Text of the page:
1. The term “mestizo,” though it literally means “mixed” in Spanish, in Latin America generally refers to people of mixed European and Native American ancestry.
2. A “mulatto” refers to a person of mixed European and African descent.
3. “Iberia” refers to Spain and Portugal.

15 comentarios:

Mario Abbagliati dijo...

@ Chile Liberal,

"In my view, the very essence of the West dates back to the Greco-Roman world"

"To call a country truly Western we have two boxes to tick: in the past, it must have been heavily influenced by the Roman Empire; and more recently, it must have not been subjected to the Soviet Empire. So much for West Europe. What about Latin America?"

¿Y qué pasó con el cristianismo? Una cosa es ser ateo, y otra es negar la evidencia de la influencia, positiva o negativa, del cristianismo en occidente. Rusia no es occidental porque su cristianismo es ortodoxo.

Carlos Alberto Montaner ha escrito un par de libros muy interesantes al respecto de latinoamérica y occidente.

Los latinoamericanos y la cultura occidental

Las raíces torcidas de América Latina

Chile Liberal dijo...

@Mario: el cristianismo, siendo una idelogía nacida en el Oriente Próximo, es ajeno a Europa. La versión "católica romana" que tuvo vigencia durante la Edad Media tuvo tal influencia del Imperio Romano y de la cultura romana que ni siquiera puede considerarse cristianismo. Por ejemplo, la tortuosa e inexplicable creencia en la "trinidad" no es más que una adaptación de la tradición romana de adorar a dioses en triadas, así como la Navidad (fiesta del Sol) etc.

Como dije en mi artículo, los baluartes de Occidente son la democracia, la filosofía clásica, el quehacer científico. Todo ello existió en Europa antes del catolicismo romano, y de hecho, fue el catolicismo el que sumergió a Europa en los mil años de tinieblas.

El Renacimiento y la Ilustración han contribuido más a Occidente que cualquier creencia religiosa.

Es tan así, que el propio proyecto de Constitución Europea ni siquiera menciona al cristianismo en su preámbulo (lo que despertó críticas en el papismo recalcitrante).

Mario Abbagliati dijo...

@Chile Liberal,

Cuando Valéry Giscard d'Estaing redacta el proyecto de constitución europea , ni una palabra de cristianismo, pero sin embargo, 1) “La Unión respetará y no prejuzgará el estatuto reconocido en los Estados miembros, en virtud del Derecho interno, a las iglesias y las asociaciones o comunidades religiosas”; 2) “La Unión respetará asimismo el estatuto reconocido, en virtud del Derecho interno, a las organizaciones filosóficas y no confesionales”; 3) “Reconociendo su identidad y su aportación específica, la Unión mantendrá un diálogo abierto, transparente y regular con dichas iglesias y organizaciones” (Artículo I-52).”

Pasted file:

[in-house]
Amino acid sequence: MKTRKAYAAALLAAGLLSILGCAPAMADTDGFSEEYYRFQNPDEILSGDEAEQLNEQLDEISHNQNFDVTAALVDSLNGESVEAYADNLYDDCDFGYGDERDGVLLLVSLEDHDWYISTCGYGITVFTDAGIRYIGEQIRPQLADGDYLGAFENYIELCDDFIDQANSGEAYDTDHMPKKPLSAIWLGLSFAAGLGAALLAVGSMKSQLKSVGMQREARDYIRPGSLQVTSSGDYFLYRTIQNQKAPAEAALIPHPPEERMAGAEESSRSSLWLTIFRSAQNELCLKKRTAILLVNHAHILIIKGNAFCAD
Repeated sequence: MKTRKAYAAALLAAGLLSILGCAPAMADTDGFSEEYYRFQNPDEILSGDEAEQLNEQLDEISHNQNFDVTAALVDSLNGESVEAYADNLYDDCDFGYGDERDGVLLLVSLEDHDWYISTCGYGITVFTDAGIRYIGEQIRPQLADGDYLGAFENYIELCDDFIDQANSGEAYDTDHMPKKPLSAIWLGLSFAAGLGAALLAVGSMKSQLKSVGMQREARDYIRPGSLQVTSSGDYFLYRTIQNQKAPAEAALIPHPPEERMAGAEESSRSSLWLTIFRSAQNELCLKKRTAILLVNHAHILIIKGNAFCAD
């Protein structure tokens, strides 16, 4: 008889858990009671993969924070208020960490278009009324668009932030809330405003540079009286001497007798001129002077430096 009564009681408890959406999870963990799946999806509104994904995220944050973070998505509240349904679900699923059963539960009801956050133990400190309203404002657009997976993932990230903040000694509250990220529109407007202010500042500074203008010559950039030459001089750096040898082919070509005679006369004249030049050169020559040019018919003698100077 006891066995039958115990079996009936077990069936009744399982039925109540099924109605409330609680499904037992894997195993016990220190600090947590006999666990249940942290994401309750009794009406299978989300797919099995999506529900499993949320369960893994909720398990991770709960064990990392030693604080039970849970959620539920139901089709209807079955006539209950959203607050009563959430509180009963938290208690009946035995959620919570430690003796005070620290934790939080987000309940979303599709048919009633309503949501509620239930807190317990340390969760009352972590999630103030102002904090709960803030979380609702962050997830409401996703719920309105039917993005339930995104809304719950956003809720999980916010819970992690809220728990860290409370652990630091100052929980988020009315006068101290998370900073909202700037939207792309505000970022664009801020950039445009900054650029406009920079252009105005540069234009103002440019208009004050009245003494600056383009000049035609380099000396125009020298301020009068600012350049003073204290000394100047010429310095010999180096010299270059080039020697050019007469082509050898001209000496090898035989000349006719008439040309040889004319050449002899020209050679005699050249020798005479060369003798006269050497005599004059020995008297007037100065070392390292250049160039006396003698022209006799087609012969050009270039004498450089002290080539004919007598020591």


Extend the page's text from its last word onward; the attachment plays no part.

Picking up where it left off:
¿La lógica de la logia, quizás?

Por cierto, ¿cuál fué el primer libro que imprimió Gutenberg?

SergioA dijo...

Chile Liberal: argumentas como si Occidente fuera Europa.
América también es Occidente y en su documento más importante se lee: "IN GOD WE TRUST".

Mario Abbagliati dijo...

¡Y Obama jurando sobre la Biblia de Lincoln!

Como recordaba John Gray en su artículo sobre el espejismo ateo,

"Es cierto que la religión ha decaído bruscamente en varios países (Irlanda es un ejemplo reciente) y que desde hace muchos años ya no determina la vida cotidiana de la mayoría de la población británica. Gran parte de Europa es sin duda poscristiana. Sin embargo, nada sugiere que el distanciamiento de la religión sea irreversible, o que sea potencialmente universal. Estados Unidos no es más secular hoy de lo que fuera hace ciento cincuenta años, cuando Tocqueville quedó impactado y perplejo por la omnipresencia de la religiosidad. La era secular fue, en todo caso, un tanto ilusoria. Los movimientos políticos de masas del siglo xx constituyeron vehículos para los mitos heredados de la religión, y no es accidental que esta reviva ahora que dichos movimientos se han desmoronado. La actual hostilidad hacia la religión es una respuesta ante este desenlace. La secularización está en retirada, y el resultado es la aparición de un ateísmo de tipo evangélico que no se había visto desde tiempos victorianos."


Chile Liberal dijo...

@Mariom jue abr 02, 11:35:00 PM

No sé por qué citas el texto, quizás porque no entiendes que en Europa en geenral, y Francia en particular, existe el máximo respeto a la religión que practique cada cual. Cómo no, si es una cuestión privada.

La religión, no obstante, no tiene pito que tocar en la cosa pública.

No entendí tu uso de la conjunción adversativa ,"pero sin embargo". No veo a qué contradicción apuntas.

Los liberales siempre nos opondremos a que un sujeto sea perseguido por su religión, sea cual sea. Uno de los baluartes de Occidente es la tolerancia. Del mismo modo, es inaceptable que unos grupillos religiosos se arroguen la potestad de regir a la sociedad basado en enseñanzas de seres mitológicos.

@SergioA: el lema "In God We Trust" recién se introdujo oficialmente en 1956.

@Mario, vie abr 03, 06:53:00 PM: EEUU fue uno de los primeros países del mundo en establecer una férrea división entre iglesias y Estado.